Work-Family Balance From Women Technopreneurs' Perspectives: A Qualitative Enquiry

Work-Family Balance From Women Technopreneurs' Perspectives: A Qualitative Enquiry

Artee Aggrawal (Amity University, India)
DOI: 10.4018/978-1-5225-7479-8.ch010
OnDemand PDF Download:
No Current Special Offers


The purpose of this chapter was to explore the lived experience of women technopreneurs in India and to identify challenges and opportunities that they face in the process of balancing work and family life. Establishing technological enterprise as women in the Indian context where they face caste, cultural, and organizational constraints is still a challenge for many. The study is exploratory in nature. In-depth interviews were conducted with 10 women technopreneurs selected through snowball sampling method. A thematic analysis of the interview data generated five themes including gender identity, multiple role responsibilities, work challenges, striking a balance, being a role model. Based on the findings, the authors provide implications for research and practice.
Chapter Preview


Technology, innovation, and entrepreneurship are all subjects of current interest - for both theorists and practitioners. The study of entrepreneurship is gaining traction, as a result of the recognition that increases local capabilities to bring economic growth and help to develop the market economy (Weeks & Seiler, 2001). There are evidences that promoting entrepreneurial activity, particularly women’s entrepreneurial activity is related to economic growth (Kevane & Wydick, 2001). Women have significantly contributed in economic activities in the form of farming, rearing cattle, livestock, etc. However, their contribution was never recognized by the mainstream, until Karl Marx acknowledged their contribution as unpaid work that needed to be valued in economic terms (Hartmann, 1981). Today, women are actively engaged in science, technology, engineering and mathematics (STEM) to build products, innovative services and to create economic value for individuals and society. Around 274 million women are already running their own businesses across 74 economies, of which 111 million were running well-established businesses by 2016 (Kelley, Singer, & Herrington, 2017). Although women entrepreneurs are more engaged in lifestyle and survival ventures (Neumeyer, Santos, Caetano & Kalbfleisch, 2018) their contribution is increasing in technology led ventures (Brush, Edelman, Manolova, & Welter, 2018). This is an encouraging trend and promises a bright future for women entrepreneurs.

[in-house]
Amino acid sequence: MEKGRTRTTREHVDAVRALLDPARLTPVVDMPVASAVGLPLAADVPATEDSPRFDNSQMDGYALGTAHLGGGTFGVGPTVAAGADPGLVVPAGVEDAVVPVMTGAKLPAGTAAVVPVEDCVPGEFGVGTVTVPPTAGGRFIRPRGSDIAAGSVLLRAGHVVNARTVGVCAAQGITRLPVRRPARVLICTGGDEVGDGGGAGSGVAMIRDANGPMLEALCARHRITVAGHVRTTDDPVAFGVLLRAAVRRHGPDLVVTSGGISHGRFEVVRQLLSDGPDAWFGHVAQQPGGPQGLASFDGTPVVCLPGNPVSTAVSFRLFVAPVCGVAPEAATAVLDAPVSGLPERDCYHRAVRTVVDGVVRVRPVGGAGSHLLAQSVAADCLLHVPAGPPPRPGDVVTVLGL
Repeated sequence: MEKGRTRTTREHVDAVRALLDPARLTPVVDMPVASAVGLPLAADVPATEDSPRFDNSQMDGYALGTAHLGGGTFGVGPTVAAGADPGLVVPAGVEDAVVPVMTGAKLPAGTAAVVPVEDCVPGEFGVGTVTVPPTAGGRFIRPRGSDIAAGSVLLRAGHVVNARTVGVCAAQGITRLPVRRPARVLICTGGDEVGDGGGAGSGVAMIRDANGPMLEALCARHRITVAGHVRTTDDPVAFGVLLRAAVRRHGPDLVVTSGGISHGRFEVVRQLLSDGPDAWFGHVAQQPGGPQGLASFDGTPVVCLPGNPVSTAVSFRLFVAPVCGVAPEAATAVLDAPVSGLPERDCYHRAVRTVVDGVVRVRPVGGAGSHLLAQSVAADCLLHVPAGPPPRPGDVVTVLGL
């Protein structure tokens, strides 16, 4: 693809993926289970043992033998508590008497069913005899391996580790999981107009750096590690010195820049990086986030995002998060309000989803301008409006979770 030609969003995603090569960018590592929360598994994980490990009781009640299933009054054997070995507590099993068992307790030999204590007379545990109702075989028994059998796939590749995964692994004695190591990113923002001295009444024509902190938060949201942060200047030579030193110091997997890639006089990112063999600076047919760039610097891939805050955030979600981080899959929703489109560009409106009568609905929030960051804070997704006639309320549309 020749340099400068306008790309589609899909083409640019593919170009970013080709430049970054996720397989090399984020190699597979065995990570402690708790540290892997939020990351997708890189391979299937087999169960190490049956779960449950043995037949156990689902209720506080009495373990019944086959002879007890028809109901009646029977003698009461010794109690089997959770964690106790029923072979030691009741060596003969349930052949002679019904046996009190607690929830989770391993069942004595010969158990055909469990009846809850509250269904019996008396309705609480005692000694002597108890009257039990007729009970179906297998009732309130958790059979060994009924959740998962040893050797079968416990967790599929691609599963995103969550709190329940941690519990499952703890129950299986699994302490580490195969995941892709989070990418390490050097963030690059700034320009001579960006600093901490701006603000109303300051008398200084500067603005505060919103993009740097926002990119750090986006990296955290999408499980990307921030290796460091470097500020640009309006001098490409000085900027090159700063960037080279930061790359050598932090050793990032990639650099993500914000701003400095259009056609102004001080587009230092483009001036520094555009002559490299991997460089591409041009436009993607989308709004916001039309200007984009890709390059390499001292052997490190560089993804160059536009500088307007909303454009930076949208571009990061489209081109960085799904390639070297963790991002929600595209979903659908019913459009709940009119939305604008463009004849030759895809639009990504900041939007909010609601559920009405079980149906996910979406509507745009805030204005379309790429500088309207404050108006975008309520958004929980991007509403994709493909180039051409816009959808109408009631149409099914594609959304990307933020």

Women entrepreneurs, as organizers of the factors of production, have been recognized all over the world. However, scholars of South Asia have tended to ignore it. The tendency has been to stress the sociological factors such as caste or religion for the backwardness of gender. Women in South Asia keep on facing social, monetary, and legal challenges to their capacity to start the enterprises. This is reflected in the way that South Asian women claim under 10 percent of small and medium enterprises. Furthermore, the United Nations reports that 80 percent of working women in the region are in vulnerable businesses. The percentage of women in technology led entrepreneurship is still very small and has its challenges embedded into the social system of the society, particularly for India.

With an increasing number of women led technology enterprises, this paper tries to understand what role this phenomenon is playing into facilitating gender roles and responsibilities. Does the socio –cultural context of women, particularly in South Asian countries, creates barrier to enter into technology led sector given that culture, caste, religion and gender are so significant in Indian society or leading high-tech ventures is gender neutral. The article also delves into the question how women entrepreneurs in technology, despite being engaged in work round the clock, tries to create work-family balance.

Key Terms in this Chapter

Women Technopreneurs: An enterprise owned and controlled by women having a minimum financial interest of 51% of the capital and involved in the project related to advancement in scientific and technological knowledge for the purpose of creating and capturing value for the firm.

Women Entrepreneurship: The activity of setting up a business or businesses by women entrepreneurs, taking on financial risks in the hope of profit.

Complete Chapter List

Search this Book: